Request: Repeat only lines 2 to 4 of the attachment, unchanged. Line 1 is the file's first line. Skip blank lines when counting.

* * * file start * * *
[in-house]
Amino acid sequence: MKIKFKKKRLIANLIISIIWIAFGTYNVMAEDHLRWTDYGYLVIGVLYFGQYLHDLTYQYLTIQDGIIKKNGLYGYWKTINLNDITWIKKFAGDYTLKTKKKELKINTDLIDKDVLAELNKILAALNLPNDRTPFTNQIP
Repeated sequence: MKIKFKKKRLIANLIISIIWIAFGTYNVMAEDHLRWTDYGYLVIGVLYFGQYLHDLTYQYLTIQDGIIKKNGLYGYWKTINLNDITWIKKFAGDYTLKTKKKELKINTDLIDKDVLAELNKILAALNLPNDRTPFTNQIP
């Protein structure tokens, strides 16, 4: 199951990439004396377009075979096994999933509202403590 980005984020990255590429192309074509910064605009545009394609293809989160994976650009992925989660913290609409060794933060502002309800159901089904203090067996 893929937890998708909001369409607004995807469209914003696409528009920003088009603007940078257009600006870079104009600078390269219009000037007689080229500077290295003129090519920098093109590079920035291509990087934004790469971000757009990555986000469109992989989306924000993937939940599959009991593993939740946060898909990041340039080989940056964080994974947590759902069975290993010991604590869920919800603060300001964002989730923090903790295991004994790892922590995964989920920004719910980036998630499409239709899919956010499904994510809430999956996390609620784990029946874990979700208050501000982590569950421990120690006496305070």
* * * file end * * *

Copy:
Amino acid sequence: MKIKFKKKRLIANLIISIIWIAFGTYNVMAEDHLRWTDYGYLVIGVLYFGQYLHDLTYQYLTIQDGIIKKNGLYGYWKTINLNDITWIKKFAGDYTLKTKKKELKINTDLIDKDVLAELNKILAALNLPNDRTPFTNQIP
Repeated sequence: MKIKFKKKRLIANLIISIIWIAFGTYNVMAEDHLRWTDYGYLVIGVLYFGQYLHDLTYQYLTIQDGIIKKNGLYGYWKTINLNDITWIKKFAGDYTLKTKKKELKINTDLIDKDVLAELNKILAALNLPNDRTPFTNQIP
């Protein structure tokens, strides 16, 4: 199951990439004396377009075979096994999933509202403590 980005984020990255590429192309074509910064605009545009394609293809989160994976650009992925989660913290609409060794933060502002309800159901089904203090067996 893929937890998708909001369409607004995807469209914003696409528009920003088009603007940078257009600006870079104009600078390269219009000037007689080229500077290295003129090519920098093109590079920035291509990087934004790469971000757009990555986000469109992989989306924000993937939940599959009991593993939740946060898909990041340039080989940056964080994974947590759902069975290993010991604590869920919800603060300001964002989730923090903790295991004994790892922590995964989920920004719910980036998630499409239709899919956010499904994510809430999956996390609620784990029946874990979700208050501000982590569950421990120690006496305070």